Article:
When I asked my friend where she wanted to eat during our New York trip, she seemed to lean towards Asian choices, immediately agreeing with my Thai restaurant choice and also adding, “maybe we can try a Chinese place . . .”
After some research, I decided to go a bit unconventional and make a reservation at Mission Chinese Food. Mission Chinese Food is unconventional in a lot of ways. It started out as a pop-up inside Lung Shan, an Americanized-Chinese restaurant in San Francisco. Chef Danny Bowein, born in South Korea and raised by adoptive parents in Oklahoma, had gotten tired of cooking high-end French food and decided to teach himself how to cook Sichuan food. At Mission Chinese Food, he used this knowledge and began experimenting with all sorts of interesting fusion dishes. The restaurant became a huge hit, and instantly won tons of recognition and fame.
In 2012, he opened a new location of Mission Chinese Food in New York City. It was crowded, super casual, and immensely popular. Unfortunately, it was soon shut down (twice!) for major health violations by the New York health department. After much work in trying to fix the problem, Chef Bowein realized that the space they were renting for the restaurant had too many problems. They closed the old location indefinitely.
In 2014, they opened a brand new space at 171 East Broadway. At this new location, the restaurant has the luxury of a much bigger kitchen, including a pizza oven. The added equipment and kitchen space allows Chef Bowein to create many more dishes, thus expanding the menu to become much bigger than it had ever been before.
This new revamped version was the one we visited this past trip.
The menu is indeed huge, and there are all different types of dishes influenced by cuisines from all around Asia. I was intrigued by the Green Papaya And Banana Blossom Salad ($13), a colorful salad that included thinly julienned papaya and banana blossoms, shredded chicken, green tomatoes, pickled tea leaves, peanuts, sprouts, and lots of cilantro.
The dish reminded me of a cross between a Thai papaya salad (som tam) and Burmese fermented tea leaf salad. It was presented similarly to a Burmese tea leaf salad, where all the components are laid out separately, and then you have to mix it yourself.
I absolutely loved the dish. All the components came together beautiful: perfect flavors, very good texture, and all around an excellent dish.
The Mapo Tofu ($13) made with heritage pork, aged beef fat, and doubanjiang (fermented bean paste) had a nice blend of Sichuan peppercorn and that classic fermented bean paste flavor. All in all, the flavors were excellent, though I found the dish to be too salty.
Mongolian Long Beans ($13) or made with a pretty narrow long being, unlike the long fake ones we see in Chinese markets. They were crispy, tasted like they were quite young. The dish was pretty spicy, but had very good flavors overall.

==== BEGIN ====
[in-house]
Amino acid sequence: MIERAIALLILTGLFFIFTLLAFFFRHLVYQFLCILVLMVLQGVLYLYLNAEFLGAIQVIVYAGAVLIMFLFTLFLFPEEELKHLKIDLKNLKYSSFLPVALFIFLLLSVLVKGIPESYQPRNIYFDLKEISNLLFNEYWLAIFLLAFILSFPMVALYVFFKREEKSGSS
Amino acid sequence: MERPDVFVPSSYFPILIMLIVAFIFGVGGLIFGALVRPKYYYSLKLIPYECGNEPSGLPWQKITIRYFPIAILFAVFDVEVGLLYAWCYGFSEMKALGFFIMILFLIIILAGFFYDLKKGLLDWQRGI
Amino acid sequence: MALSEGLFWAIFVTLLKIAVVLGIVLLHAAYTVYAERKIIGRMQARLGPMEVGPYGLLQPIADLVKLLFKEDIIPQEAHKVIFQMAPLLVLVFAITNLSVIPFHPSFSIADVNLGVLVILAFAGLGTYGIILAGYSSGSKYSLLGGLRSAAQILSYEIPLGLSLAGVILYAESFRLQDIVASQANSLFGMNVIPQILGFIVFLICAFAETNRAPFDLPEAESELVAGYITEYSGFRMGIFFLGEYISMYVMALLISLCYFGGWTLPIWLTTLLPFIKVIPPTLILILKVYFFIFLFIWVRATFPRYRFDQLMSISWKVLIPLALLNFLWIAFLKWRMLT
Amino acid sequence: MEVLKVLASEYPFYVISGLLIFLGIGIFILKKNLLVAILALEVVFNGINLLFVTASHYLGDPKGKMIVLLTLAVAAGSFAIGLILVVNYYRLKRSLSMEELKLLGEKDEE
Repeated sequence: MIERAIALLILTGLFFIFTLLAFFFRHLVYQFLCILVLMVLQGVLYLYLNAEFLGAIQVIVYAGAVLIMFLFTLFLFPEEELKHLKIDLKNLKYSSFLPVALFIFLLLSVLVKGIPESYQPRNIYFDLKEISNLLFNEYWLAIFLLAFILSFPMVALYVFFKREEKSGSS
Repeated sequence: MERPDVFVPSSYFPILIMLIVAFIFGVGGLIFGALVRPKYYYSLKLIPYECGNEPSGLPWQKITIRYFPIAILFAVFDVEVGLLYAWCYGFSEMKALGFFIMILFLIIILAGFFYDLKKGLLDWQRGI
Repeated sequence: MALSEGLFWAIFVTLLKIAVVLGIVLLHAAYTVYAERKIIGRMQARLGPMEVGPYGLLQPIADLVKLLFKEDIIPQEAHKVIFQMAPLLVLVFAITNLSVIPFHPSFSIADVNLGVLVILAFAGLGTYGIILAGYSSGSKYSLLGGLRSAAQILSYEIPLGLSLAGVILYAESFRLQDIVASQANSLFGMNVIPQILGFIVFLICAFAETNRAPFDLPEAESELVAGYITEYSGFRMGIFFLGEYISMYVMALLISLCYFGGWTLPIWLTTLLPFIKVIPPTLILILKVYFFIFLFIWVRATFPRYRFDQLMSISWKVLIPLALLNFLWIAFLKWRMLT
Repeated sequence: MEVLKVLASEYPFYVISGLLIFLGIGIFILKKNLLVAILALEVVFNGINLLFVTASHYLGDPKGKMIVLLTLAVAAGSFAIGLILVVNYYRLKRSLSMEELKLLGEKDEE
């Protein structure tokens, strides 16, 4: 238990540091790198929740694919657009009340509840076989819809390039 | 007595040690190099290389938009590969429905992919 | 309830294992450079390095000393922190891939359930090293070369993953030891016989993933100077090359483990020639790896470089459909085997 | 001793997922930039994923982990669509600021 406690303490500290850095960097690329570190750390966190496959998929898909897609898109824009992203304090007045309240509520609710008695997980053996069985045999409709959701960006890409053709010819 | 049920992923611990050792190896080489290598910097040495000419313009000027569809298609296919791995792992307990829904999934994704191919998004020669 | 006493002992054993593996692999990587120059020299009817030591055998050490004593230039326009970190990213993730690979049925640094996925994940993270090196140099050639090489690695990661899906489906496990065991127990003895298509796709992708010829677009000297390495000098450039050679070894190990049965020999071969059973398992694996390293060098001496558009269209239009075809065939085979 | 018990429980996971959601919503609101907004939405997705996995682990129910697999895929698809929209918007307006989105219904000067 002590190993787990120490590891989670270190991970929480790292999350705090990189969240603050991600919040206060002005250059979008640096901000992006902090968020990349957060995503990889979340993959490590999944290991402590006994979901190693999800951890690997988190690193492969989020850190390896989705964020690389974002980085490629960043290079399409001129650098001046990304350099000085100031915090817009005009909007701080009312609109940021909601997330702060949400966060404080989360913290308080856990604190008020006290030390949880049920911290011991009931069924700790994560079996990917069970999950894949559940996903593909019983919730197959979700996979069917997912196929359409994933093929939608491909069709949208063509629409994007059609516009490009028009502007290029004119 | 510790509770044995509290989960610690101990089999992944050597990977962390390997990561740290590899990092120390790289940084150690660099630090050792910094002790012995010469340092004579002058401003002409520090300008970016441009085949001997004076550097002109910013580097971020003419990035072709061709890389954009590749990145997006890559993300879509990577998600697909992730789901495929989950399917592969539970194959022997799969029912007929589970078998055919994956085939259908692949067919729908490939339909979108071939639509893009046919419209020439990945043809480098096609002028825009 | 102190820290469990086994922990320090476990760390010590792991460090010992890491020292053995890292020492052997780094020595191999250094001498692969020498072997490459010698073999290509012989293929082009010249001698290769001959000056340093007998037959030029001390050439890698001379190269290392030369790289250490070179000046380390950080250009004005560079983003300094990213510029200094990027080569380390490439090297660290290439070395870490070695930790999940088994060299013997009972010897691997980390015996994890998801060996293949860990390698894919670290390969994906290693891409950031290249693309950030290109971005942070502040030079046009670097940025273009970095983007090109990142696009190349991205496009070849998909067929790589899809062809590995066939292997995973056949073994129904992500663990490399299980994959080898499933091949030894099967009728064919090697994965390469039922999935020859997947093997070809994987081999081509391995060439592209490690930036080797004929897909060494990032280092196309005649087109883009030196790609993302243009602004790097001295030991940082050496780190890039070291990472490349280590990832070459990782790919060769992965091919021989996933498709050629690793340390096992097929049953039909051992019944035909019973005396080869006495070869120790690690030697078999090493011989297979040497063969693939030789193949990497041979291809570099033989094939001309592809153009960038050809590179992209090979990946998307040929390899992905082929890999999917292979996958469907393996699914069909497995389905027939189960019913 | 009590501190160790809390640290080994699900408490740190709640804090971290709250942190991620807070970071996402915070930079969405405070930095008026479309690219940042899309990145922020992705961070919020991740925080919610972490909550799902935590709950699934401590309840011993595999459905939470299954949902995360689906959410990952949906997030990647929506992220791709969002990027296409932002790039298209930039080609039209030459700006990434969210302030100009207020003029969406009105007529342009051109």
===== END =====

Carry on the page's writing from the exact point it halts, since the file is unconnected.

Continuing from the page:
I have a weakness for fried chicken, and thus I was extremely curious about the Chongoing Chicken Wings, Mission Chinese Food’s version made with “crispy beef tripe, explosive chili, and Xinjiang spices.” I was intrigued, but wasn’t sure whether we could finish an entire order, which comes with six large chicken wings.
Thankfully the nice folks sitting next to us (with whom we had been chatting) offered to let us each try one of their wings. The wings were good. They had a nice kick and were salted perfectly. It wasn’t crazy spicy either.
Surprisingly, my favorite dish of the evening was one of the specials of the day, Blue crab Fried Rice. It looks simple, but the flavors were phenomenal. I love the rich blue crab flavor that permeated the entire dish. I couldn’t stop eating it, and when we couldn’t finish it, we decided it was worth taking back to the hotel with us so we could finish it later. It was that good.
All in all, the food was quite enjoyable. Some dishes stood out more than others, but nothing was an obvious miss. At most, I would say some dishes are a bit heavily salted. I highly recommend the Green Papaya Banana Blossom Salad and (if it’s available), the Blue Crab Fried Rice.
This is really just the tip of the iceberg, though. The menu is huge and we only tasted a few dishes. There is an extensive raw bar section (that even includes uni!), all sorts of salads, and an extensive variety of food from all over – everything from “hot cheese pizza” (from that pizza oven!) and caviar service to “Kung Pao Pastrami” and “Thrice Cooked Bacon.” There are several multi-course tasting menus that you can order, as well as some specialty dishes meant for a large crowd, like Beggar’s Chicken ($100), Josephina’s House Special Chicken ($75), or the House Special Prime Rib ($150).
My meal was but an appetizer for all of the incredible sounding dishes on the menu. I would come back again. I liked the food I had, and I’m sure it would be really interesting to come with a larger group to try a larger number of dishes.
Mission Chinese Food
171 East Broadly
New York, New York